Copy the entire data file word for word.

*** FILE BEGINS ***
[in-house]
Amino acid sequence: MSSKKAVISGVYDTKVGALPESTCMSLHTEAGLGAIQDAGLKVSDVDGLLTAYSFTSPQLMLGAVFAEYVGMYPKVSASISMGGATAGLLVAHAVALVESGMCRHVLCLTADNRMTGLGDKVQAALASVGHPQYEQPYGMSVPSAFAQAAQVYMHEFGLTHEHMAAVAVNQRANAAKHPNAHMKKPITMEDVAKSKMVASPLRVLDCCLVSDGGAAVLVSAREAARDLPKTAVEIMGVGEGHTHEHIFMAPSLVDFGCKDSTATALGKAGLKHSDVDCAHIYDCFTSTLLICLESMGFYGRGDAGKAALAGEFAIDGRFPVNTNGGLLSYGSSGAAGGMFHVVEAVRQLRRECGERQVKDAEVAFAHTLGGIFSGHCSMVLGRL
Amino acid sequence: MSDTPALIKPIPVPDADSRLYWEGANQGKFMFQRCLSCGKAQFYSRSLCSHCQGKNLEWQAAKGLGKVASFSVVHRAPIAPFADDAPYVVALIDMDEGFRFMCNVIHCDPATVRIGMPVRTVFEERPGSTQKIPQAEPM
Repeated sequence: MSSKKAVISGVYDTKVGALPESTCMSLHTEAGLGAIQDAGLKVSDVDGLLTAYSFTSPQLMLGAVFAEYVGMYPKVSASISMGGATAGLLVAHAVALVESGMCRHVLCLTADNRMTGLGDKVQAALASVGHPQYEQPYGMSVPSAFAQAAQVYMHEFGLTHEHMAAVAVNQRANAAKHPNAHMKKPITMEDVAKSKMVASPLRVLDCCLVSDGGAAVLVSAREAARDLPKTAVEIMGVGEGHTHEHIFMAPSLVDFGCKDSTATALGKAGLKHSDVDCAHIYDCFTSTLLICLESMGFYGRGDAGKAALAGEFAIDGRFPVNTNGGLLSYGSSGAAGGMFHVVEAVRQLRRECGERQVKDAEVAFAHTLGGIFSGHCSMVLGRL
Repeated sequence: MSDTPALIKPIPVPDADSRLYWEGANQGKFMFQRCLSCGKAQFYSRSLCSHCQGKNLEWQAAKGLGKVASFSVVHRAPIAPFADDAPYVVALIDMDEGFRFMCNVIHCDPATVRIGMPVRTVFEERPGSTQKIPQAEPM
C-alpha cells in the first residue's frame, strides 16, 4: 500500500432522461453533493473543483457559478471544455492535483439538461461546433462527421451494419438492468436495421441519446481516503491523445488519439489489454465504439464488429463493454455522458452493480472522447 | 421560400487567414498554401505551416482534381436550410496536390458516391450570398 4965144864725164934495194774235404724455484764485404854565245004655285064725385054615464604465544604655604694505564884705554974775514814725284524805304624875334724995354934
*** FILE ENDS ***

[in-house]
Amino acid sequence: MSSKKAVISGVYDTKVGALPESTCMSLHTEAGLGAIQDAGLKVSDVDGLLTAYSFTSPQLMLGAVFAEYVGMYPKVSASISMGGATAGLLVAHAVALVESGMCRHVLCLTADNRMTGLGDKVQAALASVGHPQYEQPYGMSVPSAFAQAAQVYMHEFGLTHEHMAAVAVNQRANAAKHPNAHMKKPITMEDVAKSKMVASPLRVLDCCLVSDGGAAVLVSAREAARDLPKTAVEIMGVGEGHTHEHIFMAPSLVDFGCKDSTATALGKAGLKHSDVDCAHIYDCFTSTLLICLESMGFYGRGDAGKAALAGEFAIDGRFPVNTNGGLLSYGSSGAAGGMFHVVEAVRQLRRECGERQVKDAEVAFAHTLGGIFSGHCSMVLGRL
Amino acid sequence: MSDTPALIKPIPVPDADSRLYWEGANQGKFMFQRCLSCGKAQFYSRSLCSHCQGKNLEWQAAKGLGKVASFSVVHRAPIAPFADDAPYVVALIDMDEGFRFMCNVIHCDPATVRIGMPVRTVFEERPGSTQKIPQAEPM
Repeated sequence: MSSKKAVISGVYDTKVGALPESTCMSLHTEAGLGAIQDAGLKVSDVDGLLTAYSFTSPQLMLGAVFAEYVGMYPKVSASISMGGATAGLLVAHAVALVESGMCRHVLCLTADNRMTGLGDKVQAALASVGHPQYEQPYGMSVPSAFAQAAQVYMHEFGLTHEHMAAVAVNQRANAAKHPNAHMKKPITMEDVAKSKMVASPLRVLDCCLVSDGGAAVLVSAREAARDLPKTAVEIMGVGEGHTHEHIFMAPSLVDFGCKDSTATALGKAGLKHSDVDCAHIYDCFTSTLLICLESMGFYGRGDAGKAALAGEFAIDGRFPVNTNGGLLSYGSSGAAGGMFHVVEAVRQLRRECGERQVKDAEVAFAHTLGGIFSGHCSMVLGRL
Repeated sequence: MSDTPALIKPIPVPDADSRLYWEGANQGKFMFQRCLSCGKAQFYSRSLCSHCQGKNLEWQAAKGLGKVASFSVVHRAPIAPFADDAPYVVALIDMDEGFRFMCNVIHCDPATVRIGMPVRTVFEERPGSTQKIPQAEPM
C-alpha cells in the first residue's frame, strides 16, 4: 500500500432522461453533493473543483457559478471544455492535483439538461461546433462527421451494419438492468436495421441519446481516503491523445488519439489489454465504439464488429463493454455522458452493480472522447 | 421560400487567414498554401505551416482534381436550410496536390458516391450570398 4965144864725164934495194774235404724455484764485404854565245004655285064725385054615464604465544604655604694505564884705554974775514814725284524805304624875334724995354934